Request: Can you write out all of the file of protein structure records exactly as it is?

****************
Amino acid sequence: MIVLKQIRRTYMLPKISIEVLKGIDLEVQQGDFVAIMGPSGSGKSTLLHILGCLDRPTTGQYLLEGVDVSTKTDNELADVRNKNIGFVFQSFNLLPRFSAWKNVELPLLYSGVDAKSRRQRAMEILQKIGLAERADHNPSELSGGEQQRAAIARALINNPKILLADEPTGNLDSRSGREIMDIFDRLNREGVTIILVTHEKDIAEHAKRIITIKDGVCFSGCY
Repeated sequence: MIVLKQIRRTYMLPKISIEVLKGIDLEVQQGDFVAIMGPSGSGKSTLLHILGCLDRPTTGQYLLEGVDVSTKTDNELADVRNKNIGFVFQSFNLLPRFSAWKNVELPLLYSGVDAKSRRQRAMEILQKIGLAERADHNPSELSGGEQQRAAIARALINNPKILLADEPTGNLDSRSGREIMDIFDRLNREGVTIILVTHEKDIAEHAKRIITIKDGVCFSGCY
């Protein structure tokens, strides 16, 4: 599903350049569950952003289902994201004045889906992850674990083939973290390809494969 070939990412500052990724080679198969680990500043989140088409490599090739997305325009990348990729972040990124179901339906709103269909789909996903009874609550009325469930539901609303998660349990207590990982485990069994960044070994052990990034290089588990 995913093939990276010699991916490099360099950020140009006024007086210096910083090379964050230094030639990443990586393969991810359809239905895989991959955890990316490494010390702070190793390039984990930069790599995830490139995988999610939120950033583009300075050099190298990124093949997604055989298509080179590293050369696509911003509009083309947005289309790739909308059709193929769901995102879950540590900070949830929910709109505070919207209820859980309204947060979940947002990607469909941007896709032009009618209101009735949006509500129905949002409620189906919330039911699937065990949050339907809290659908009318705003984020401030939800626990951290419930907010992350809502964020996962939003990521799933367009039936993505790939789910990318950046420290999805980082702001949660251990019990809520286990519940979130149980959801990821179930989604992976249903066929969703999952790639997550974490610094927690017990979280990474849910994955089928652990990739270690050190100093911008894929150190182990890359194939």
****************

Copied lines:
Amino acid sequence: MIVLKQIRRTYMLPKISIEVLKGIDLEVQQGDFVAIMGPSGSGKSTLLHILGCLDRPTTGQYLLEGVDVSTKTDNELADVRNKNIGFVFQSFNLLPRFSAWKNVELPLLYSGVDAKSRRQRAMEILQKIGLAERADHNPSELSGGEQQRAAIARALINNPKILLADEPTGNLDSRSGREIMDIFDRLNREGVTIILVTHEKDIAEHAKRIITIKDGVCFSGCY
Repeated sequence: MIVLKQIRRTYMLPKISIEVLKGIDLEVQQGDFVAIMGPSGSGKSTLLHILGCLDRPTTGQYLLEGVDVSTKTDNELADVRNKNIGFVFQSFNLLPRFSAWKNVELPLLYSGVDAKSRRQRAMEILQKIGLAERADHNPSELSGGEQQRAAIARALINNPKILLADEPTGNLDSRSGREIMDIFDRLNREGVTIILVTHEKDIAEHAKRIITIKDGVCFSGCY
């Protein structure tokens, strides 16, 4: 599903350049569950952003289902994201004045889906992850674990083939973290390809494969 070939990412500052990724080679198969680990500043989140088409490599090739997305325009990348990729972040990124179901339906709103269909789909996903009874609550009325469930539901609303998660349990207590990982485990069994960044070994052990990034290089588990 995913093939990276010699991916490099360099950020140009006024007086210096910083090379964050230094030639990443990586393969991810359809239905895989991959955890990316490494010390702070190793390039984990930069790599995830490139995988999610939120950033583009300075050099190298990124093949997604055989298509080179590293050369696509911003509009083309947005289309790739909308059709193929769901995102879950540590900070949830929910709109505070919207209820859980309204947060979940947002990607469909941007896709032009009618209101009735949006509500129905949002409620189906919330039911699937065990949050339907809290659908009318705003984020401030939800626990951290419930907010992350809502964020996962939003990521799933367009039936993505790939789910990318950046420290999805980082702001949660251990019990809520286990519940979130149980959801990821179930989604992976249903066929969703999952790639997550974490610094927690017990979280990474849910994955089928652990990739270690050190100093911008894929150190182990890359194939």